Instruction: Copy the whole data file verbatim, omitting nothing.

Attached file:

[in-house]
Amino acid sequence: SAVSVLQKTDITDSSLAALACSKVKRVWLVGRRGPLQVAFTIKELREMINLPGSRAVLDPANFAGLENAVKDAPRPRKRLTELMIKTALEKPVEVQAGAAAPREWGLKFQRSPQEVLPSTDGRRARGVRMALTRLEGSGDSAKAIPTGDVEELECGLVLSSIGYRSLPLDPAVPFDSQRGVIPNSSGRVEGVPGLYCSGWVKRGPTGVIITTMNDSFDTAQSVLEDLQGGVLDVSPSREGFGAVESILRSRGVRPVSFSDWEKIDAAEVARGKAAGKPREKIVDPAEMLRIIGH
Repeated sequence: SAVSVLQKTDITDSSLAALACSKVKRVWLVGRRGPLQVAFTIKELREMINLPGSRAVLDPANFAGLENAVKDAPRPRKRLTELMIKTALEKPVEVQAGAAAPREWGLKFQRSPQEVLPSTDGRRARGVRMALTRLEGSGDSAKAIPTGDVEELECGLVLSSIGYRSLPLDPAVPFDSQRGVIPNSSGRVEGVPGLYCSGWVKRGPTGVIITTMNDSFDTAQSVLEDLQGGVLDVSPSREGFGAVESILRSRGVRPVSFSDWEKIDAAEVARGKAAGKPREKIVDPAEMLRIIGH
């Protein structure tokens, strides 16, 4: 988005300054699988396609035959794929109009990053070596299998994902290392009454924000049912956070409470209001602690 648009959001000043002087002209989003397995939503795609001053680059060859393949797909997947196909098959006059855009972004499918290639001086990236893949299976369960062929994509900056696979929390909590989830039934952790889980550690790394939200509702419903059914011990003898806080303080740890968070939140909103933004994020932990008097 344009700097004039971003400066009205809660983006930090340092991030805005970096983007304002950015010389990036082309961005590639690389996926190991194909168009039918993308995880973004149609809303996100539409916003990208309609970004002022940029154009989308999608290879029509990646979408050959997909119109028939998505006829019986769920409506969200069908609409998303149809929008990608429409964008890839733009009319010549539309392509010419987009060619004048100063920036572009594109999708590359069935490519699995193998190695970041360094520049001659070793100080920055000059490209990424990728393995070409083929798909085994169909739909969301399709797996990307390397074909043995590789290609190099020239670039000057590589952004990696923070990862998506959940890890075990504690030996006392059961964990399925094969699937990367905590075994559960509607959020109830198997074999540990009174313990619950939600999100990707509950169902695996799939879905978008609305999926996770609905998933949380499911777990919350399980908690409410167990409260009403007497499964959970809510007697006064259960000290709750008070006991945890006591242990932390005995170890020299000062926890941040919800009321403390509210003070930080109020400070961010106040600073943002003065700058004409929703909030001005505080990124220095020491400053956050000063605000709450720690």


[in-house]
Amino acid sequence: SAVSVLQKTDITDSSLAALACSKVKRVWLVGRRGPLQVAFTIKELREMINLPGSRAVLDPANFAGLENAVKDAPRPRKRLTELMIKTALEKPVEVQAGAAAPREWGLKFQRSPQEVLPSTDGRRARGVRMALTRLEGSGDSAKAIPTGDVEELECGLVLSSIGYRSLPLDPAVPFDSQRGVIPNSSGRVEGVPGLYCSGWVKRGPTGVIITTMNDSFDTAQSVLEDLQGGVLDVSPSREGFGAVESILRSRGVRPVSFSDWEKIDAAEVARGKAAGKPREKIVDPAEMLRIIGH
Repeated sequence: SAVSVLQKTDITDSSLAALACSKVKRVWLVGRRGPLQVAFTIKELREMINLPGSRAVLDPANFAGLENAVKDAPRPRKRLTELMIKTALEKPVEVQAGAAAPREWGLKFQRSPQEVLPSTDGRRARGVRMALTRLEGSGDSAKAIPTGDVEELECGLVLSSIGYRSLPLDPAVPFDSQRGVIPNSSGRVEGVPGLYCSGWVKRGPTGVIITTMNDSFDTAQSVLEDLQGGVLDVSPSREGFGAVESILRSRGVRPVSFSDWEKIDAAEVARGKAAGKPREKIVDPAEMLRIIGH
């Protein structure tokens, strides 16, 4: 988005300054699988396609035959794929109009990053070596299998994902290392009454924000049912956070409470209001602690 648009959001000043002087002209989003397995939503795609001053680059060859393949797909997947196909098959006059855009972004499918290639001086990236893949299976369960062929994509900056696979929390909590989830039934952790889980550690790394939200509702419903059914011990003898806080303080740890968070939140909103933004994020932990008097 344009700097004039971003400066009205809660983006930090340092991030805005970096983007304002950015010389990036082309961005590639690389996926190991194909168009039918993308995880973004149609809303996100539409916003990208309609970004002022940029154009989308999608290879029509990646979408050959997909119109028939998505006829019986769920409506969200069908609409998303149809929008990608429409964008890839733009009319010549539309392509010419987009060619004048100063920036572009594109999708590359069935490519699995193998190695970041360094520049001659070793100080920055000059490209990424990728393995070409083929798909085994169909739909969301399709797996990307390397074909043995590789290609190099020239670039000057590589952004990696923070990862998506959940890890075990504690030996006392059961964990399925094969699937990367905590075994559960509607959020109830198997074999540990009174313990619950939600999100990707509950169902695996799939879905978008609305999926996770609905998933949380499911777990919350399980908690409410167990409260009403007497499964959970809510007697006064259960000290709750008070006991945890006591242990932390005995170890020299000062926890941040919800009321403390509210003070930080109020400070961010106040600073943002003065700058004409929703909030001005505080990124220095020491400053956050000063605000709450720690």